Monthly Market Blueprint: If you are looking at the election, you might be looking in the wrong place.

Monthly Market Blueprint: If you are looking at the election, you might be looking in the wrong place.

Thu 12 Nov 2020

Dear reader,
This note was written mid-day on 3 November, just a few hours before the US presidential election result. Naturally, we were tempted to delay, to get a clearer view of the earth-shattering events surrounding the world’s biggest economy and longest standing democracy. However, we decided to consider that the US presidential election could be inconclusive even for a couple of days and that while it makes for a great story, in terms of asset management the election matters less than first appears.

There are three factors investors should be focusing on: The effects of the second Covid-19 wave and of renewed lockdowns in Europe which will certainty bring both output and earnings downgrades, especially in the service sector. Delays in the US fiscal stimulus and the Fed’s reluctance to proceed with more QE could have a significant impact on both Wall Street and Main Street.

The fact of the matter is that a virus which doesn’t understand the delicacies of neither electoral nor economic cycles, nor fiscal stimuli has ravaged the global economy faster than anything since WWII. Our whole economic case right now rests on a return to normality after the summer of 2021. Missing this timeline could have a significant impact on unemployment, output and of course risk assets, which could at any point see the balance shift from favourable financial conditions caused by Central Banks and Governments towards the dismal economic fundamentals underlying many regions.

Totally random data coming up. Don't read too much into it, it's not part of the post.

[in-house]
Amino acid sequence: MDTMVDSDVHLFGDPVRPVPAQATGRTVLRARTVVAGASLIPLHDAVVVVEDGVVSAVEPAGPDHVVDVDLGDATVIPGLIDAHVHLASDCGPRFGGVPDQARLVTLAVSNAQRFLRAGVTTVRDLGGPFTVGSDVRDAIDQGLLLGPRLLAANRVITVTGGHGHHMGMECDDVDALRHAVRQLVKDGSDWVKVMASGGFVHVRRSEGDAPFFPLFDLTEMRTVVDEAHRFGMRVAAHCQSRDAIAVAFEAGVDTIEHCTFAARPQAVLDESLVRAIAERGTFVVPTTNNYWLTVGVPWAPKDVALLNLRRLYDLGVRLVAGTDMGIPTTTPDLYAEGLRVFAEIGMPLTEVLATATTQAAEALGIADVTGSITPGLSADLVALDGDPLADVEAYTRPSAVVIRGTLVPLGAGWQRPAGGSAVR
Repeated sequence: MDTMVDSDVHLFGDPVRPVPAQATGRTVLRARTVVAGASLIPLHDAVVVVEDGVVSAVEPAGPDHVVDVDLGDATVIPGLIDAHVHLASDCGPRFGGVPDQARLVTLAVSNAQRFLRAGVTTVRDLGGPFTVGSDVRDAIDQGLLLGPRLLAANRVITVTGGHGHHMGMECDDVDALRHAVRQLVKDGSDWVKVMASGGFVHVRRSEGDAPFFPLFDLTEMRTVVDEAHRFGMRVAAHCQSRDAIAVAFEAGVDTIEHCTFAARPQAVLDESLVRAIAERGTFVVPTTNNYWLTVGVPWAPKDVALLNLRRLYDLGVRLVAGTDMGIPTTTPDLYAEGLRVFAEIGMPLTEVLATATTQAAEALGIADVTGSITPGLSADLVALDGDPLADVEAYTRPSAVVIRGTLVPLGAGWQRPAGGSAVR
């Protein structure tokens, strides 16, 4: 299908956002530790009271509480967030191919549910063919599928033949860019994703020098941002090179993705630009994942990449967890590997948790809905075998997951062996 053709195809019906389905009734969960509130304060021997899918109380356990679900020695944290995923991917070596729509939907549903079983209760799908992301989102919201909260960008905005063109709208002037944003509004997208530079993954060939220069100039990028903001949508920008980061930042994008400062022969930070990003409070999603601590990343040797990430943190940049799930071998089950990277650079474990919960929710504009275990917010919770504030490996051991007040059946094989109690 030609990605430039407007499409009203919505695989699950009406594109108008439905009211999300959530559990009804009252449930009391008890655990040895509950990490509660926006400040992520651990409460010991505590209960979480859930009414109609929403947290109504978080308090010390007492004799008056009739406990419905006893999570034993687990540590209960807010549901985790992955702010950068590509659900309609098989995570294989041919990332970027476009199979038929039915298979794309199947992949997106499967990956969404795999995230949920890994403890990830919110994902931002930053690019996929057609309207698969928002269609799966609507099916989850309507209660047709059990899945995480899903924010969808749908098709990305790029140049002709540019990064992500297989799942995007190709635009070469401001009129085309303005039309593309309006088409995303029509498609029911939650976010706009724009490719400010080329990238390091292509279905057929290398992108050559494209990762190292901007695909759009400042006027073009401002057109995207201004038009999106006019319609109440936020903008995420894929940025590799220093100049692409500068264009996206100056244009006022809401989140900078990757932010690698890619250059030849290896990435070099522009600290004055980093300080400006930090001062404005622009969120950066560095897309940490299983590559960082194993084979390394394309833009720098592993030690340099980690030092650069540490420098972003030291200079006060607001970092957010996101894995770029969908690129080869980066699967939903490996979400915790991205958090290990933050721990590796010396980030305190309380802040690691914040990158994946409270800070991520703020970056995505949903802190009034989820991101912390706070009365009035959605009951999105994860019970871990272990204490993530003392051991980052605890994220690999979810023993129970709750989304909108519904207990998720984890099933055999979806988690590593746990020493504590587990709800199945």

Who can empower consumers matters more than who lives at the White House. Voters are already weary after 20 years of stagnated incomes. Unemployment is bound to rise, and companies which haven’t really expanded organically for over a decade are reluctant to invest, and government debt levels are at historical highs. Lacking the ability for discretionary spending consumers have turned to politics. A survey by the University of Michigan suggested consumer optimism is strongly linked to political inclinations. Republican consumers felt increasingly pessimistic about their future as a Biden presidency seemed more likely and vice versa. The same patterns emerged this side of the Atlantic during the Brexit referendum.

But this sort of “partisan consumption” suggests broad-based disappointment to such an extent that no election can in and of itself heal. The world is in desperate search of new growth models and new technologies, investors need to successfully navigate through shifting paradigms for risk assets. More than ever, this is a time for asset managers to put on their thinking hats and for clients to reach out to financial
planners for navigational advice.


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